From 1. above:

"With a low-voltage input set to differential, the input range is +/-2.4V with 1.2mV resolution, but no input can go below -0.3V". That looks like a contradiction with +/-2.4V ?

 

And, if the "negative channel is tied to GND" isn't this a singled-ended input and the range becomes -250mV to + 2.4V ?

I note that if the Sentran LCF is +- 250mV peak-to-peak then this would be a good fit with the U3. 

 

From 2. above:

This is a nice option. I'm still researching a split-core (clamp-on) CT for 120V/60Hz, with an appropriate output and an accuracy of 1% from 0%-100% of rated current. The load I'll be measuring will vary from 0-100 percent. What would be ideal, and I'm looking, is a DC output in relation to the current. I'll post what I find. 

 

Understood about RMS and peak-to-peak, thank you.

 

I've sent a query to Sentran asking about mA output. 



#5 LabJack Support

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Posted 10 April 2015 - 09:29 AM

 

"With a low-voltage input set to differential, the input range is +/-2.4V with 1.2mV resolution, but no input can go below -0.3V". That looks like a contradiction with +/-2.4V ?

 

It is confusing, but not a contradiction.  A valid example would be if the positive input is at 0V and the negative input is at 2.4V.  Thus both inputs are in the valid range versus GND of -0.3 to +3.6 (note 5 in Appendix A of the U3 User's Guide), and the difference (positive - negative) is -2.4V.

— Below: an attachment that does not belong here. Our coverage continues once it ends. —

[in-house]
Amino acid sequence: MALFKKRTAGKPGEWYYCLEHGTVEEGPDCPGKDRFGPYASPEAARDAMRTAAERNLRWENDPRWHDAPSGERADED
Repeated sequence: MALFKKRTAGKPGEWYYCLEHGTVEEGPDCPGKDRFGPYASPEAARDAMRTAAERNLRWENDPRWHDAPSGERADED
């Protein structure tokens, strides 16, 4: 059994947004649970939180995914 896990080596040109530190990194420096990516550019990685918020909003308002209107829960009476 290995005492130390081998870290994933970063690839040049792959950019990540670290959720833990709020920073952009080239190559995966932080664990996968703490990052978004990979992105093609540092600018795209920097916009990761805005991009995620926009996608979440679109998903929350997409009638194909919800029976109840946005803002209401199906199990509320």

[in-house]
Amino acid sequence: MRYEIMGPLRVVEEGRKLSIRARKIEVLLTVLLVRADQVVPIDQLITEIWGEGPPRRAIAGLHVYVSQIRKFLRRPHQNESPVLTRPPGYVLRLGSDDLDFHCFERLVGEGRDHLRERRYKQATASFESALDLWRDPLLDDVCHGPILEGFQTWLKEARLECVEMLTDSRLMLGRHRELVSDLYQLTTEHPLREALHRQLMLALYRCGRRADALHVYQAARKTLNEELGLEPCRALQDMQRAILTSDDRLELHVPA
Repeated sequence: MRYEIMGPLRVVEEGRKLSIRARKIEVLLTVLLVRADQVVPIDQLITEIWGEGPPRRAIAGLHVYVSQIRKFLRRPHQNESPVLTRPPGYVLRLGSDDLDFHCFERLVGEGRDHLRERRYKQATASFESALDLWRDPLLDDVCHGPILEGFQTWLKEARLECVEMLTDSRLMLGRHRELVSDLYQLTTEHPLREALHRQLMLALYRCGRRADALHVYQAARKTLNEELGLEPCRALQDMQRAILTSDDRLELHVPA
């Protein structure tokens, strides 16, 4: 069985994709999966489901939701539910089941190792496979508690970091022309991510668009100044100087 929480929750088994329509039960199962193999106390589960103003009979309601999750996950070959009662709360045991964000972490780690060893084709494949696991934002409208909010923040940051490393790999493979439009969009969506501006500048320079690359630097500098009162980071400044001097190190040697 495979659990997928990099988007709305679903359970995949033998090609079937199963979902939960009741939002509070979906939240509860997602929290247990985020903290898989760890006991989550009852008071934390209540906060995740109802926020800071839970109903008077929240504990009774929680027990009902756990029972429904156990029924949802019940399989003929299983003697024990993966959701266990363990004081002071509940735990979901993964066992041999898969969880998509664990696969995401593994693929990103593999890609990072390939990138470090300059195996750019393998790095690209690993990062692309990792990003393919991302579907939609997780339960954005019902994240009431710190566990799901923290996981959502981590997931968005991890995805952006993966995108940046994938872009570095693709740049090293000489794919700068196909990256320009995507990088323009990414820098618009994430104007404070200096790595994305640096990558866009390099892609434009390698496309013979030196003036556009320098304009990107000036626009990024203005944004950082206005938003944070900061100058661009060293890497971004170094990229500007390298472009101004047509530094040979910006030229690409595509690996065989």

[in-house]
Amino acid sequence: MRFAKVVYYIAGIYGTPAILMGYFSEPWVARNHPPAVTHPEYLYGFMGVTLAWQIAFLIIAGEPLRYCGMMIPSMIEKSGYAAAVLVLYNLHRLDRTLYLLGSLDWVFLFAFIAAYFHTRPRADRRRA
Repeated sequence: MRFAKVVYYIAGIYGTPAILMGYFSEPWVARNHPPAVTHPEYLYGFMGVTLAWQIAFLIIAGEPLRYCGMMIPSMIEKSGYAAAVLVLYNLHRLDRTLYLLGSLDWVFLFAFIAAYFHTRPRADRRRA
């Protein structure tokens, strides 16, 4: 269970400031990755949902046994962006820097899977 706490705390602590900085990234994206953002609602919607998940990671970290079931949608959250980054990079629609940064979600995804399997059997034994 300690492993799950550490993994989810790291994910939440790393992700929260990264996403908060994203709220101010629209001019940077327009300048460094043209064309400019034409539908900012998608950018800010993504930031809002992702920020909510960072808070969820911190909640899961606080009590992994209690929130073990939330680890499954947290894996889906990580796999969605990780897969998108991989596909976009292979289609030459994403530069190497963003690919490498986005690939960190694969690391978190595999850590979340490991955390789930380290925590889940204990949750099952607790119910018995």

This is called pseudobipolar, rather than bipolar (2nd paragraph of Section 2.6).

 

Also see the Differential app note:

 

http://labjack.com/s...l-analog-inputs

 

 

 

 

And, if the "negative channel is tied to GND" isn't this a singled-ended input and the range becomes -250mV to + 2.4V ?

 

Yes, pretty much.  The signal is connected as single-ended, but you are acquiring the reading in differential mode.

 

When the ADC does a single-ended conversion, the conversion result range is 0-2.4 volts, so if you want to get a little bit of negative with a single-ended signal you have to do a differential conversion where the conversion result range is +/-2.4V.

 

So why don't we just always use the +/-2.4V range?  Because if 0-2.4V works, it has better resolution.  The resolution with 0-2.4 is 2.4/4096 = 600uV, whereas the resolution with +/-2.4 is 4.8/4096 = 1.2mV.



#6 Paul.L.

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Posted 16 April 2015 - 10:18 AM

I've done some research on CTs for the U3-HV DAQ device.I was looking for something that required minimal installation cost.  I explored several brands and types; analog out, current out, and DC out, all split core and self-powered. 

The ideal would be DC out, positive only, in a range matching input options of the U3; 2.44V, 3.6V, or 10.3V. 

Analog out is most readily suitable. The SCT model can be built to a specific output. A con is that the output is AC. A wave must be captured at sufficient frequency, then perform calculations to obtain  peak or RMS. The DC output I found have impedances that are too high. The current output CT requires incorporating a board with resistor to create a voltage. This does allow creation of a custom output range. 

I did not explore Hall effect CTs because they usually require power to operate, requiring additional electrician's work, therefore additional cost. Please post if you've seen other options and with specifications. 

 
 

Attached Files



#7 LabJack Support

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Posted 21 April 2015 - 10:10 AM

Good information.  Thanks.

 

Forum topic 7068 linked above has more info about hall effect sensors.

 

With the T7, you can use the FlexRMS extended feature to measure true-rms of a waveform signal.  An easy and convenient way to work with low cost current transformers.





Also tagged with one or more of these keywords: AC Current, Current Transducer, U3